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D'Onston Stephenson (Practically) Everything you ever wanted to know about this fascinating individual who still attracts attention today

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Old 02-20-2006, 08:19 PM   #1
Howard Brown
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This thread is for the work done by John Savage...Our Man From Hull.....and the work he is doing on the background and family of Robert Stephenson.
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REPORT OF VISIT TO GRAVEYARD, ST. PAUL’S CHURCH TICKTON 18/02/06
This church is located about half a mile from Hull Bridge House and appears to have been the family church of the Stephensons. The graves are in a group of six located on the eastern side of the church [on the left in main picture]. With one other grave about 15 yards to the north. There are three large headstones and facing them are three headstones all bearing crosses [see picture].
Of the three large headstones the one on the left bears the inscription "In affectionate remembrance of Sarah Jane the beloved wife of William Stephenson departed this life November 5th. 1882 aged 26 years. I sought the Lord and he heard me and delivered me from all my fears. Also Ernest son of the above died April 26th. 1883 aged 6 months".
The centre gravestone inscription reads " In affectionate remembrance of Mary Stephenson of Tickton who departed this life October 31st. 1883 aged 72 years also William Stephenson husband of the above who departed this life June 27th. 1891 aged 75 years."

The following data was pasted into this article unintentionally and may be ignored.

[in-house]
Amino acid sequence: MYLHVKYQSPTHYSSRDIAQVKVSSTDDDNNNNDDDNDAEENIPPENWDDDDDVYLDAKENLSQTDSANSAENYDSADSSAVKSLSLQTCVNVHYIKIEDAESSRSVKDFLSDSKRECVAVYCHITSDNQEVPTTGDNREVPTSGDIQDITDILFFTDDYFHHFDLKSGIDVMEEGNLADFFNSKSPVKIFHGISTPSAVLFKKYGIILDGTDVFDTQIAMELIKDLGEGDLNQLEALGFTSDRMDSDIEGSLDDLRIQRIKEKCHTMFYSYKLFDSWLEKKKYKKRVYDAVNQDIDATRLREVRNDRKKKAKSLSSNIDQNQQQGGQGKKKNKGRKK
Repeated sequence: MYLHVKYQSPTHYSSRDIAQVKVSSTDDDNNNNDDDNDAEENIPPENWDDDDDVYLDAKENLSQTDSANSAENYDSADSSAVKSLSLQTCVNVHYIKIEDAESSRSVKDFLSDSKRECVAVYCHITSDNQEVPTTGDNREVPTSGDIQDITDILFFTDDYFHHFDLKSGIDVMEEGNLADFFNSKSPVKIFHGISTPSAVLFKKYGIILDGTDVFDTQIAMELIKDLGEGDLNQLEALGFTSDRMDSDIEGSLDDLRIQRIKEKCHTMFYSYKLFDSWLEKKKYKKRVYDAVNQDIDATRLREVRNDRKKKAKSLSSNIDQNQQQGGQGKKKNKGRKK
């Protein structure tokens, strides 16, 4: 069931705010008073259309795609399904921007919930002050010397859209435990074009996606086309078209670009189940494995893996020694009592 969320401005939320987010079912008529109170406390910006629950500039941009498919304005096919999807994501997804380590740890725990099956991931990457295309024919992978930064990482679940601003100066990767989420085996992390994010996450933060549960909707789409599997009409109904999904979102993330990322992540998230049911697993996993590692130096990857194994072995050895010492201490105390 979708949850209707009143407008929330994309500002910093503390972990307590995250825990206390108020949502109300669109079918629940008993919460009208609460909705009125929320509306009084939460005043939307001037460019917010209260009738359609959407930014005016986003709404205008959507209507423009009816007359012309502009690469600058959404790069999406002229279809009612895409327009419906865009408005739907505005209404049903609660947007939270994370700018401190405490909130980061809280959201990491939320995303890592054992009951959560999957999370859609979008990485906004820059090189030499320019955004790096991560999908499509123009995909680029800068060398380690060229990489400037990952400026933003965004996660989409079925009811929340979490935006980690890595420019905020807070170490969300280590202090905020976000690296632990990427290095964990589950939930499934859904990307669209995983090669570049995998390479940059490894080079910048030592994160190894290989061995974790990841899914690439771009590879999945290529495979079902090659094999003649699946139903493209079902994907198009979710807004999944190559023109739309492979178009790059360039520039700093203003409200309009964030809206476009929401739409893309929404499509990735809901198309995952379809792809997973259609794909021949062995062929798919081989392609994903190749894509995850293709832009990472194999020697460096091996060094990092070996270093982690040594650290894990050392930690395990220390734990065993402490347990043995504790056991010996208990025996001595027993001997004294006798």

The third of these gravestones is inscribed as follows "In affectionate remembrance of Thomas Stephenson of Tickton who died June 5th. 1894 aged 47 years. With Christ which is far better".
Turning now to the three headstones opposite (the ones with crosses), the one to the left reads "Sacred to the memory of John Bernard Stephenson who died October 25th. 1889 aged 27 years also of John Stephenson of Hull Bridge and Beverley father of the above who departed this life January 8th 1904 aged 67 years". NB. This is the John Stephenson who is the main subject of the Files at the Brynmor Jones Library.
The centre headstone is a simple wooden cross, which may well be of a later date than the inscription it, bears. The inscription reads, "March 30th. 1885 Harriet Emma Stephenson."
The headstone to the right is inscribed " Sacred to the memory of Richard Stephenson died April 23rd. 1908 aged 64 years. James Stephenson who died May 17th. 1915 aged 73 years and Robert Ranby Stephenson died April 20th. 1919 aged 80 years, sons of John and Elizabeth Stephenson of Hull Bridge"
Further to the right is the base of another headstone, which may once have also born a cross but now broken off. The inscription reads "Sacred to the memory of Mary Elizabeth wife of Arthur Stephenson of Hull Bridge" I was unable to make out the date as this base has sunk too far into the ground.
The remaining grave is to the north of the above and is inscribed "To the dear memory of Arthur Stephenson born at Hull Bridge December 18th. 1852 died Beverley April 6th 1917. Also of Norah beloved wife of Arthur Stephenson born Barton on Humber October 27th. 1872 died at London September 19th 1927"